Simply put, it's a piece of music that deserves its place in horror movie music history.  This is one of those songs I always listen to as part of my "Halloween Playlist"... though sometimes, I swear I hear the soft pitter patter of children in the hallway in the still of the night, and a sweet voice whispering, "They're heeere..."

Tuesday, October 25, 2011

Xquisite Corpse 2011 Chapters 6 to 8

Some of you may be wondering where last week's summary was... and possibly where ANY of my posts have been the past week.  Well, due to technical difficulties inside and outside the corner (e-mail, having to re-install Windows), and beginning a graveyard shift job, it's been a little crazy here.  So, without any further ado, I bring you the lastest summary of William Castle's 2011 Xquisite Corpse story!

The story so far:

Johnnie Moon has a gift- a gift that winds up costing him a leg and his Harley.  A mysterious woman with black hair calls out to him through the gift... but to what end?  What importance does she and Johnnie have to the fate of the world?  While allowing Johnnie the opportunity to avoid disaster at one turn, will the gift bring him nothing but horror at the next?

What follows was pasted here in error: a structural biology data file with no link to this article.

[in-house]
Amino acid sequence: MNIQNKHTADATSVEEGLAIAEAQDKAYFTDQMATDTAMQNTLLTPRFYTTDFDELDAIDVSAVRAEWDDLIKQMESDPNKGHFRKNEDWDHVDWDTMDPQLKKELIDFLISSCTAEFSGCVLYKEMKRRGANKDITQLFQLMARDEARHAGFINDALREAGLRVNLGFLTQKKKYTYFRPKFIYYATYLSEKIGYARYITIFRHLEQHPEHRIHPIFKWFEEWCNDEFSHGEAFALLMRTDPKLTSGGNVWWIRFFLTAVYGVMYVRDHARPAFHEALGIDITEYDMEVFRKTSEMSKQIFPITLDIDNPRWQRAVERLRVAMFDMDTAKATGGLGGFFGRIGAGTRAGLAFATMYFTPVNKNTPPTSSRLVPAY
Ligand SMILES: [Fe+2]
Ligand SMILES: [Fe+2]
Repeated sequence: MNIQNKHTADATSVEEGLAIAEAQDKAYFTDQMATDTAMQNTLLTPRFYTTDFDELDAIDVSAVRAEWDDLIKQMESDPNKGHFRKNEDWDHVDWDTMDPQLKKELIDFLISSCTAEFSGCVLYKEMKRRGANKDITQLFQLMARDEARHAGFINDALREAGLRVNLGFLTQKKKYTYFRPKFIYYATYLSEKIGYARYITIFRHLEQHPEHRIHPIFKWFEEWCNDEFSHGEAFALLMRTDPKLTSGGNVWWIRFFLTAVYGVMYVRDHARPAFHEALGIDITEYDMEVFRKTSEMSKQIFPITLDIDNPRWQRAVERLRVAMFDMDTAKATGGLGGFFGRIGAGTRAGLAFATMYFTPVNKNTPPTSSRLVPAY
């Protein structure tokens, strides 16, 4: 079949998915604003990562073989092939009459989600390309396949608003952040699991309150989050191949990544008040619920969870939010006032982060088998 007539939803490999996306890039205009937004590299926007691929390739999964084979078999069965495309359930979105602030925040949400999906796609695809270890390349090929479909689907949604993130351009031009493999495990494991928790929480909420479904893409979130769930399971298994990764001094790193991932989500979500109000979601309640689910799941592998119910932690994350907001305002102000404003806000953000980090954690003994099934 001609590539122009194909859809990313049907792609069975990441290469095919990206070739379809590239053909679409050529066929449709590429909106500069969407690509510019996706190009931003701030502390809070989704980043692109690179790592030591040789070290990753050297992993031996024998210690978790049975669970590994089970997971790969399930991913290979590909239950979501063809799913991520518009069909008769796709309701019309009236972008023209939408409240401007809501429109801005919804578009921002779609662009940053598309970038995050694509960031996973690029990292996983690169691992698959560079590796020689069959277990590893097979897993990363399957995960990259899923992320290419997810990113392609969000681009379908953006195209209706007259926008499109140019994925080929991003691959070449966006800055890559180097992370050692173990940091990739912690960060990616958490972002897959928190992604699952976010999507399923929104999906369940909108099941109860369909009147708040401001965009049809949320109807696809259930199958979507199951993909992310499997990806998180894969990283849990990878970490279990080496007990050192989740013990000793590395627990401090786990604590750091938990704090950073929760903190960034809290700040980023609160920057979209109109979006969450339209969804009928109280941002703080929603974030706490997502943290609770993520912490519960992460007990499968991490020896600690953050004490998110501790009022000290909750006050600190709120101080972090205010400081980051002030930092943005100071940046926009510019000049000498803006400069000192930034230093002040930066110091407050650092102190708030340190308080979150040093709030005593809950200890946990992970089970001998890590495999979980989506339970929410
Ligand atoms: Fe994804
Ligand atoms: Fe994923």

Having just barely escape death, Johnnie is now forced to take the long road to his destiny with the black haired woman in his visions.  On the way, he comes across the auburn haired Raven and a child that will die if Johnnie doesn't act to deflect fate's fatal shot.  But Raven, her boyfriend, and the child may be more than he thinks... and could very well mean trouble he doesn't need...
Johnnie gets deeper into the shadowy lives of Raven, her boyfriend and their child.  A mysterious black suited man wants to get to Johnnie before the black haired woman can- but why?  Johnnie winds up trapped in the middle of two sides in an ongoing conflict that could herald the end of the Earth.  But is it a battle between good and evil... or between evil... and a worse evil...?
Patrick Power brings us Chapter Six, and introduces us to the idea that Raven may not be the sweet woman she seems to be, while Madeline Usher wrote Chapter Seven, and describes the setting beautifully.  Chapter Eight is brought to you by yours truely, me!  In this chapter, I introduce the dark suited man, and the coming conflict.  I hope you enjoy it!

For the full story, check out William Castle's blog!

You can also read his "Scare It Forward!" tales at the links below:

Tuesday, October 18, 2011

Kenneyville (2010)